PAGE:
Section 4 External scrutiny

Published: 18/04/2019
Updated: 18/04/2019


External scrutiny is where a person, independent of the charity must review the accounts and produce a report, attached to the accounts, that highlights any issues to the reader.

Non-company charities may prepare receipts and payments accounts where their gross income in a financial year is less than £250,000.

Charities that have prepared accounts on a receipts and payments basis can subject their accounts to an independent examination unless:

  • the governing document of the charity requires the accounts to be audited

  • the charity trustees have decided to have the accounts audited

  • any enactment requires the accounts to have been subject to an audit.

If any of these requirements apply the charity must subject the accounts to an audit by a registered auditor. (Refer to Section 3 of Part 3: Fully Accrued Accounts.

Independent examination is a less onerous form of external scrutiny than an audit and is available, under the 2006 Regulations, for charities with a gross income under £500,000. This threshold has been set at a level where the more detailed audit scrutiny is not deemed essential as an independent examination is deemed rigorous enough for this size of charity.

An independent examiner reviews the accounting records kept by the charity and compares them with the accounts prepared from those records. The examiner then prepares a report which provides the information required by the 2006 Regulations and provides an assurance as to whether or not anything has been found that needs to be brought to the attention of readers of the accounts.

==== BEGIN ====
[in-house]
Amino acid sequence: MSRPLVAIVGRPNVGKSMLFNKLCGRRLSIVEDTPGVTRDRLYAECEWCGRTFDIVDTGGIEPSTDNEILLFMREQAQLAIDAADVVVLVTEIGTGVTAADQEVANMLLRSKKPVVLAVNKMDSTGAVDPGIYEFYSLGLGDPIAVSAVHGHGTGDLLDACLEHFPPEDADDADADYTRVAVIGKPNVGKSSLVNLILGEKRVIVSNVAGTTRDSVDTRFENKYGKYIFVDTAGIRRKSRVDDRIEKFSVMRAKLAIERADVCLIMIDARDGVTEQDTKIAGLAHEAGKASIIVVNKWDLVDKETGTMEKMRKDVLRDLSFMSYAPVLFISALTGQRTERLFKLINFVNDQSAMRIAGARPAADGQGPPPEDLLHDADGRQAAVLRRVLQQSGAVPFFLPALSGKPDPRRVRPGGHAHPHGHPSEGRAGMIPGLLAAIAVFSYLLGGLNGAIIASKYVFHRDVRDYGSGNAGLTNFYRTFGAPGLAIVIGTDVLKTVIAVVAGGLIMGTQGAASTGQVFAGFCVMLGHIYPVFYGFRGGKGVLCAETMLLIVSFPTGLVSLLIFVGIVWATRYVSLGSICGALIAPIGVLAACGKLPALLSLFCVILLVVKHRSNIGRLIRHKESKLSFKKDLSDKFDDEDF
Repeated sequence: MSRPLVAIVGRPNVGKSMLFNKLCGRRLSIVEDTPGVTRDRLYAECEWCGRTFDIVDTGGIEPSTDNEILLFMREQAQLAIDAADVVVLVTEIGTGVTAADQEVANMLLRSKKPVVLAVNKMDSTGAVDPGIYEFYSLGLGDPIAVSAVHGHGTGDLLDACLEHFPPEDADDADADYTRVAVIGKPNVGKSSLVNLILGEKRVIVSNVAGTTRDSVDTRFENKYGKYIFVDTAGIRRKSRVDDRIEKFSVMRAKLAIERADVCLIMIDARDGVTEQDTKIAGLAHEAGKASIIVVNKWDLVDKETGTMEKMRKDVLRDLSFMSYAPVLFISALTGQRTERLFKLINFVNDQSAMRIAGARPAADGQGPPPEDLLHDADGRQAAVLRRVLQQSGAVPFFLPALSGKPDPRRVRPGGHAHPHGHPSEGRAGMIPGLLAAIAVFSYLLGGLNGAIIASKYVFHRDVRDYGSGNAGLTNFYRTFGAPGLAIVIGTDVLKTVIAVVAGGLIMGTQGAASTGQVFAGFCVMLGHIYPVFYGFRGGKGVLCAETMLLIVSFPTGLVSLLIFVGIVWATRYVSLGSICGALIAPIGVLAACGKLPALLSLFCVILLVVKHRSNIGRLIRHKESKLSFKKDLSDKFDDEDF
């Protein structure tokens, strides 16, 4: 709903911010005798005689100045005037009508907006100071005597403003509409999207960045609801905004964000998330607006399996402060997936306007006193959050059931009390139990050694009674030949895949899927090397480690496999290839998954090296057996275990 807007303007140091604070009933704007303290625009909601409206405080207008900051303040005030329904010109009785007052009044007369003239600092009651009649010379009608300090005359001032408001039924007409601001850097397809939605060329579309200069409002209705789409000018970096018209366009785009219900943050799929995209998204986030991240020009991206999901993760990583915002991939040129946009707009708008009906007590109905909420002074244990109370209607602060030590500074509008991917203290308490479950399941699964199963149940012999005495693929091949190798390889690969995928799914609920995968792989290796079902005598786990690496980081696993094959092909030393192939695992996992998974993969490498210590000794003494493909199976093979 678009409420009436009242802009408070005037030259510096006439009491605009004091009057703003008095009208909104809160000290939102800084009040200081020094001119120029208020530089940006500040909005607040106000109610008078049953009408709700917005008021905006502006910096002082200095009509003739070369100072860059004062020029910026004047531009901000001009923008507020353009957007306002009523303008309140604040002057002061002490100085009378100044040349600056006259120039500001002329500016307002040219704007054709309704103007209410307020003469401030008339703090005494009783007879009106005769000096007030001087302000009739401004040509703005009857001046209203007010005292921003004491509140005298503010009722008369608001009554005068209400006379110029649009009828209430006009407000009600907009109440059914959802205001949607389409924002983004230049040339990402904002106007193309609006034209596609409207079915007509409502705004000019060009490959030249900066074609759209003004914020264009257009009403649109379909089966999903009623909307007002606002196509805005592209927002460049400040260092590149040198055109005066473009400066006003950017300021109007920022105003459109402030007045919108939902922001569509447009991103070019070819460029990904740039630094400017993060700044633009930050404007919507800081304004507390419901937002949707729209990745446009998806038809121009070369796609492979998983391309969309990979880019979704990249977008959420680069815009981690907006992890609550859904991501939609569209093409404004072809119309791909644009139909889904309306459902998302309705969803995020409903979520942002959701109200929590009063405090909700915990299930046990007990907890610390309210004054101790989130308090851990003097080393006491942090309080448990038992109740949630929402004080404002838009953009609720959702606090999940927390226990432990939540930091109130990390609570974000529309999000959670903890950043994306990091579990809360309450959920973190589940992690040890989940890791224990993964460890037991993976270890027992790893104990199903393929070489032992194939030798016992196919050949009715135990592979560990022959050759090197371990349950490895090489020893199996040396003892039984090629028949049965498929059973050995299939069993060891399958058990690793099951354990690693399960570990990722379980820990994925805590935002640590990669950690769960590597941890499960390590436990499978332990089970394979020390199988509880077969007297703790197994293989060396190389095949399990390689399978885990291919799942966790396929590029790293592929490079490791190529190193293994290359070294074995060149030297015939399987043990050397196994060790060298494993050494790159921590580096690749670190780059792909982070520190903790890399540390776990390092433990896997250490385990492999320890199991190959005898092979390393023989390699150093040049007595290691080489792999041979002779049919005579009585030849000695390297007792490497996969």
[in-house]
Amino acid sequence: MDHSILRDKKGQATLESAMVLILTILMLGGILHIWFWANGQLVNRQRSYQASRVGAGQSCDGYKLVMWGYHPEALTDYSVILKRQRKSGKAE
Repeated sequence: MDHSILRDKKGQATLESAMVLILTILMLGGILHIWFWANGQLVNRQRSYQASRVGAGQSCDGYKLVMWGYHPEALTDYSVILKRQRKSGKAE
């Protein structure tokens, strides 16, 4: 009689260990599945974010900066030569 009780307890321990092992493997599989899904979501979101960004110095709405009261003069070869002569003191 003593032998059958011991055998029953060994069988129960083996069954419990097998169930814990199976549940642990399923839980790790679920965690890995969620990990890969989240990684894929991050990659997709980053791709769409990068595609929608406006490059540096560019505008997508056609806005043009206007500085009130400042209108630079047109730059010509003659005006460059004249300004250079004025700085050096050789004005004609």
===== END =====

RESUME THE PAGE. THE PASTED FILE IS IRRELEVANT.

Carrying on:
The independent examination of receipts and payments accounts must be carried out by someone independent of the management and administration of the charity and who the trustees believe has the required skills and experience to carry out a competent examination of the accounts.

See section 4.1 in Part 1: The Overview for an explanation of who would be considered independent of the management and administration of the charity.

In deciding who might have the required skills charity trustees should take into consideration the degree of complexity of the charity’s accounts. The more complex the accounts the more experience the independent examiner will require. The types of people who charity trustees could consider as having the required skills and experience might include for example:

  • full or associate members of the Association of Charity Independent Examiners
  • qualified accountants currently in employment
  • retired accountants
  • other people familiar with financial matters who can demonstrate familiarity with the current reporting requirements for Scottish charities.   

After completing the independent examination of a charity’s accounts the examiner must make a report to the charity trustees which:

  • states the name and address of the independent examiner and the name of the charity concerned

  • is signed and dated by the independent examiner and states any relevant professional qualifications they may have or of which professional body they are a member. The independent examiner must sign and date their report at the same time or shortly after, but not before, the charity trustees approve the accounts

  • specifies the financial year of the accounts to which the report relates

  • specifies that the report is an examination carried out under section 44(1)(c) of the Charities and Trustee Investment (Scotland) Act 2005

  • states whether or not anything has come to the attention of the independent examiner which gives them reasonable cause to believe that:

    • proper accounting records have not been kept
    • the accounts do not agree with the records
    • the receipts and payments accounts do not comply with Regulation 9

  • states whether or not the independent examiner believes there is anything that should be drawn to the attention of readers to help them understand the accounts